The dashed line of the Arctic Circle
By Ned Rozell
A friend and I just camped out at the Arctic Circle, about 200 miles north of where we live in Fairbanks.
A dashed line on the map went right through our campsite. That line, the Arctic Circle, traces the northern hairline of the globe, at about 66 degrees north latitude. That means that when sleeping on the circle we were much closer to the North Pole (at 90 degrees latitude and 1,600 miles north) than to Ecuador (0 degrees latitude and 5,700 miles south).
Our campsite view showed the importance of aspect — the compass direction that a slope faces — here in the far north. Behind us, the south-facing slope taking a direct hit from the sun was full of birch and spruce trees, just like our boreal forest home in Fairbanks. At the other extreme, the north-facing slope in front of us was open, with a few islands of trees but mostly knee-high tundra plants as far as we could see.
Because we were there near the fall equinox of September 22, our days on the Arctic Circle were a few of the least dramatic of the year. On the equinox, the sun shines directly overhead on the equator and daylength is close to 12 hours almost everywhere in the world. The amount of daylight at the Arctic Circle that day was pretty much the same as what people experienced in Miami.
The drama is ahead, though, as everywhere north of the Arctic Circle is now losing daylight in chunks of minutes. Utqiagvik, the northernmost town in Alaska and the U.S., will lose half its daylight this month, from more than 10 hours on Oct. 4 to less than 6 hours by Halloween.
On winter solstice, the top of the globe’s farthest nod away from the sun on December 21, the sun won’t appear to rise in places north of the Arctic Circle. Right here on the circle, and in towns such as Fort Yukon and Selawik, both just north of the circle, daylight will occur on winter solstice because of refraction. Refraction happens when gases in our atmosphere bend the rays of the sun so we can see its disk even when the sun is below the horizon.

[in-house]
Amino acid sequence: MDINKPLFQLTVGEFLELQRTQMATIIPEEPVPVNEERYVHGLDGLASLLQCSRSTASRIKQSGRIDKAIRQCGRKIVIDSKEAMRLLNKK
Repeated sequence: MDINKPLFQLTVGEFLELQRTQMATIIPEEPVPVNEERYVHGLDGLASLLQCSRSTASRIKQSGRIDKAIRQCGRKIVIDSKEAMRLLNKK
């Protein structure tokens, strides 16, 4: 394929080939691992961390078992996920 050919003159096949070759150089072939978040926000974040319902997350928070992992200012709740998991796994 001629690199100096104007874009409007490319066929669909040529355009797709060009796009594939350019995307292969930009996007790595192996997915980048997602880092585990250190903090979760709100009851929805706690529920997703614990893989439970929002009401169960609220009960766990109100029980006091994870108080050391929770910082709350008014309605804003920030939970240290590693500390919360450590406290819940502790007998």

While all lands and ocean north of the Arctic Circle are by definition what people are talking about when they say Arctic, not all of the Arctic is the same. Fort Yukon, surrounded by spruce, birch and willows, is very different from Kotzebue, a treeless town at the end of a tundra peninsula jutting into the Chukchi Sea just north of the circle.
In their book Land of Extremes: A Natural History of the Arctic North Slope of Alaska, Alex Huryn and John Hobbie suggested an “ecologically sound” definition of the Arctic. They suggested the Arctic as any area with an average July temperature of 50 degrees Fahrenheit or less. When plotted as a line, that standard somewhat marks the northern limit of trees.
The Arctic Circle proper cuts through the top third of Alaska. Worldwide, only about 4 million people live on the land north of the Arctic Circle, which covers about 4 percent of the Earth’s surface. In Alaska, less than 15,000 of the state’s 740,000 people live north of the circle, most in Utqiagvik (4,400) and Kotzebue (3,245).
Near where the Arctic Circle crosses the Dalton Highway, workers for the U.S. Bureau of Land Management have installed a sign marking the spot. The sign should perhaps be on wheels, because the Arctic Circle is always on the move.
The circle’s exact location depends on the tilt of the Earth. Due to tidal forces of the ocean caused by the orbit of the moon, that tilt is not constant. Earth wobbles on its axis within a margin of 2 degrees every 40,000 years. As a result, the Arctic Circle is now creeping northward by about 50 feet each year.
Since the late 1970s, the director of the Geophysical Institute at the University of Alaska Fairbanks has supported the writing and free distribution of this column to news media outlets. This is Ned Rozell’s 20th year as a science writer for the Geophysical Institute.